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49 hunters, collection rates for O. vetula were increased significa ntly, although rates for T. major remained low throughout the collection period. Relative to the actua l impacts of local subsistence hunting, the number of individuals harvested is expected to be slightly conservative for C. rubra M. ocellata P. purpurascens and T. major and robust for O. vetula Because the proportion of sub-adult birds harves ted could not be determined, the application of average adult body-mass values to the recorded harvest for each guild species probably overestimated the recorded harvest biomass. However, additional harvest pressure attributable to camp-based extraction activities (McNab 1998; Morales & Morales 1998) may compensate for any overestimation. The harvest data indicated a disproportionately greater mean annual harvest of C. rubra (47%) than of other guild member s, which are consistent with pr eviously findings from the area (Morales & Morales 1998). Mean annual harvest proportions were intermediate and relatively similar for O. vetula (20%), M. ocellata (16%), and P. purpurascens (12%), and were consistently low for T. major (5%). These harvest levels we re inconsistent with previous findings, which indicated that the harvest of P. purpurascens exceeded that of M. ocellata by a factor of more than 2:1, and the harvest of M. ocellata exceeded that of O. vetula by a factor of more than 5:1 (Morales & Morales 1998). Selectivity for C. rubra M. ocellata and P. purpurascens by local hunters is consistent with population trends along the hunting gradient Based on the changes observed in abundance estimates and guild composition between transect groups, local hunting pr essure appeared to have significant impacts on populations of these three species. Although O. vetula and T. major abundance was greatest in the protected Ixcan transect group, abundance among the other three groups did not appear to be related to distance from the village of Uaxactn.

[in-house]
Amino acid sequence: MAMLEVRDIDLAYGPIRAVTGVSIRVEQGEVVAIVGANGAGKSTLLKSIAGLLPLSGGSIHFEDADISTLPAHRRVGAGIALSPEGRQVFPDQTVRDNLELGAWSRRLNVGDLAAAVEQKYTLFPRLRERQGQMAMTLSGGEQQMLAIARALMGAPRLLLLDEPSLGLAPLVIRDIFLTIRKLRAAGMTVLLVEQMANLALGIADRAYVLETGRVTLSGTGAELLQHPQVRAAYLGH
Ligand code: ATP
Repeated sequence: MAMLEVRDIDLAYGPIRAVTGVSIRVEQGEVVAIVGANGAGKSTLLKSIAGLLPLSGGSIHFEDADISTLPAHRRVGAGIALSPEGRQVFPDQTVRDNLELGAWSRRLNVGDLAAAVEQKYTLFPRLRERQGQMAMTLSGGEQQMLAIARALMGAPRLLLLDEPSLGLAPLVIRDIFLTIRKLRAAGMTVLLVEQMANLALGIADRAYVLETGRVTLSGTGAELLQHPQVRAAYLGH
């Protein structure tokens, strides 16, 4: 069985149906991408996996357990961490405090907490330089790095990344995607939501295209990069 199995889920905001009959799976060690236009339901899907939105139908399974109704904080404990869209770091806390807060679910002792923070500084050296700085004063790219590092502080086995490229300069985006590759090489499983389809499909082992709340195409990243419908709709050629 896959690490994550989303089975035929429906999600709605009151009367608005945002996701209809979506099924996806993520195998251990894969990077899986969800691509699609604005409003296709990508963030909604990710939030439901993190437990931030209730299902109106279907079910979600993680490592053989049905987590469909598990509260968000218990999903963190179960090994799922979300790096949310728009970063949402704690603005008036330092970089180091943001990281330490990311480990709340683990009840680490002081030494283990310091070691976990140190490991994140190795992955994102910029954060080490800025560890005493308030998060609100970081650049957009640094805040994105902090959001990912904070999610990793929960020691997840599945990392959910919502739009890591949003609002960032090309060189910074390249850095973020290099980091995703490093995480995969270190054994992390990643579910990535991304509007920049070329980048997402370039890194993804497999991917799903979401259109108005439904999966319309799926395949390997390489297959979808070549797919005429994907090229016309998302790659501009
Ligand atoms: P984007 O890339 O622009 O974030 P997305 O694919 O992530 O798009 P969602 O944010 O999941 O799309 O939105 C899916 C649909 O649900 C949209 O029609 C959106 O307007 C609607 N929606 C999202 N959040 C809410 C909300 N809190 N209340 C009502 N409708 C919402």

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50 The combined population size of the guild in the heavily hunted Uaxactn South group (1,930 individuals) represented 45% of the combined guild population size in the protected Ixcan group (4,332 individuals). Estimated population sizes for Uaxactn South e quated to 17% of the Ixcan population for C. rubra 28% for M. ocellata 89% for O. vetula 31% for P. purpurascens and 79% for T. major Population biomass estimates were calculated usin g average adult body mass values and were therefore robust; however, these estimates should adequately reflect the relative differences between populations and sites. The combined biomass of the guild populations in the Uaxactn South group (3,215 kg) represented 30% of the combined biomass in the Ixcan group (10,587 kg). Based on the cha nges observed in the guild along the gradient, local subsistence hunting pressure has signi ficantly reduced local guild populations. Conclusions Guild char acteristics that were consistent with predictions of structural regulation by competitive interactions included: separation along habitat dimens ions, vertical stratification, limited size assortment, and apparent competitive rel ease by T. major. Guild characteristics that were inconsistent with regulation by competition included: lack of diet-niche specialization, considerable dietary overlap, lim ited specialization of habitat nich es, and the similarity of guild membership to the regional null pool. Additiona l evidence contrary to regulation by competition derives from the high abundance and inter-annual in crease all guild members in the protected Ixcan transect group. If the fitness of indivi dual guild members is constrained by competitive interactions with other guild memb ers, then it is counterintuitiv e that all species would exhibit greatest abundance in the same area at the sa me time, and that all species would exhibit abundance increases in the same area during the same time period. Guild characteristics that were consistent wi th non-equilibrium pro cesses included: limited niche specialization, limited ecologi cal separation, and the high va riability of species abundance